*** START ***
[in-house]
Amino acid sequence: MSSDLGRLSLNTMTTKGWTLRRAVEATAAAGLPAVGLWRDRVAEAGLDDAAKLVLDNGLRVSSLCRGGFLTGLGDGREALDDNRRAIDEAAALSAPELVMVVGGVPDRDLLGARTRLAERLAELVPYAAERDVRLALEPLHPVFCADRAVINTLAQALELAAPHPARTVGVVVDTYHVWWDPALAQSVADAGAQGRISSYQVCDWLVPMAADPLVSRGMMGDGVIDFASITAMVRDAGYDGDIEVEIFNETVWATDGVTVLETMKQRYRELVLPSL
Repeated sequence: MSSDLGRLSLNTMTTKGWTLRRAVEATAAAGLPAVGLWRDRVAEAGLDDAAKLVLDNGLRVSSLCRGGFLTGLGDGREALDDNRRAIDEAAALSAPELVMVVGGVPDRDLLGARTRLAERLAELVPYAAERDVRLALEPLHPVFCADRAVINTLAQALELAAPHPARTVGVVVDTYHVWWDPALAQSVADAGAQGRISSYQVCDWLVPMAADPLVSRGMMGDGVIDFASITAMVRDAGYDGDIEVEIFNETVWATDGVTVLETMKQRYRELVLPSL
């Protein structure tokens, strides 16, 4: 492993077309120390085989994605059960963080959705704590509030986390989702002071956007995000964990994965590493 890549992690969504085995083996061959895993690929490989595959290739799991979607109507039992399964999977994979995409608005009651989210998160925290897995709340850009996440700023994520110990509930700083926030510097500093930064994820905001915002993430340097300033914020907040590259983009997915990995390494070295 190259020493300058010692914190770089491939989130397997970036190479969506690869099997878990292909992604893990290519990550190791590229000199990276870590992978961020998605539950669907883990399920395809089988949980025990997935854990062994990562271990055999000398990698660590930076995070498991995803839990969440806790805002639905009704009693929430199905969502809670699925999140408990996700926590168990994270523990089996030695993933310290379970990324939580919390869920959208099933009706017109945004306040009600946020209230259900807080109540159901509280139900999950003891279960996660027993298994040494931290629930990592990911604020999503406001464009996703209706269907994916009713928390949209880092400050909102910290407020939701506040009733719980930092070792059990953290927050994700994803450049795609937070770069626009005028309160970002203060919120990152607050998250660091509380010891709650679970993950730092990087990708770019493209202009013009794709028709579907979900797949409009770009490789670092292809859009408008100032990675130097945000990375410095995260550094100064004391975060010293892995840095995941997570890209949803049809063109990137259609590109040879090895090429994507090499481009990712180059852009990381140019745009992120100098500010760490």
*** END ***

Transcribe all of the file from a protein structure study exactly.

[in-house]
Amino acid sequence: MSSDLGRLSLNTMTTKGWTLRRAVEATAAAGLPAVGLWRDRVAEAGLDDAAKLVLDNGLRVSSLCRGGFLTGLGDGREALDDNRRAIDEAAALSAPELVMVVGGVPDRDLLGARTRLAERLAELVPYAAERDVRLALEPLHPVFCADRAVINTLAQALELAAPHPARTVGVVVDTYHVWWDPALAQSVADAGAQGRISSYQVCDWLVPMAADPLVSRGMMGDGVIDFASITAMVRDAGYDGDIEVEIFNETVWATDGVTVLETMKQRYRELVLPSL
Repeated sequence: MSSDLGRLSLNTMTTKGWTLRRAVEATAAAGLPAVGLWRDRVAEAGLDDAAKLVLDNGLRVSSLCRGGFLTGLGDGREALDDNRRAIDEAAALSAPELVMVVGGVPDRDLLGARTRLAERLAELVPYAAERDVRLALEPLHPVFCADRAVINTLAQALELAAPHPARTVGVVVDTYHVWWDPALAQSVADAGAQGRISSYQVCDWLVPMAADPLVSRGMMGDGVIDFASITAMVRDAGYDGDIEVEIFNETVWATDGVTVLETMKQRYRELVLPSL
């Protein structure tokens, strides 16, 4: 492993077309120390085989994605059960963080959705704590509030986390989702002071956007995000964990994965590493 890549992690969504085995083996061959895993690929490989595959290739799991979607109507039992399964999977994979995409608005009651989210998160925290897995709340850009996440700023994520110990509930700083926030510097500093930064994820905001915002993430340097300033914020907040590259983009997915990995390494070295 190259020493300058010692914190770089491939989130397997970036190479969506690869099997878990292909992604893990290519990550190791590229000199990276870590992978961020998605539950669907883990399920395809089988949980025990997935854990062994990562271990055999000398990698660590930076995070498991995803839990969440806790805002639905009704009693929430199905969502809670699925999140408990996700926590168990994270523990089996030695993933310290379970990324939580919390869920959208099933009706017109945004306040009600946020209230259900807080109540159901509280139900999950003891279960996660027993298994040494931290629930990592990911604020999503406001464009996703209706269907994916009713928390949209880092400050909102910290407020939701506040009733719980930092070792059990953290927050994700994803450049795609937070770069626009005028309160970002203060919120990152607050998250660091509380010891709650679970993950730092990087990708770019493209202009013009794709028709579907979900797949409009770009490789670092292809859009408008100032990675130097945000990375410095995260550094100064004391975060010293892995840095995941997570890209949803049809063109990137259609590109040879090895090429994507090499481009990712180059852009990381140019745009992120100098500010760490």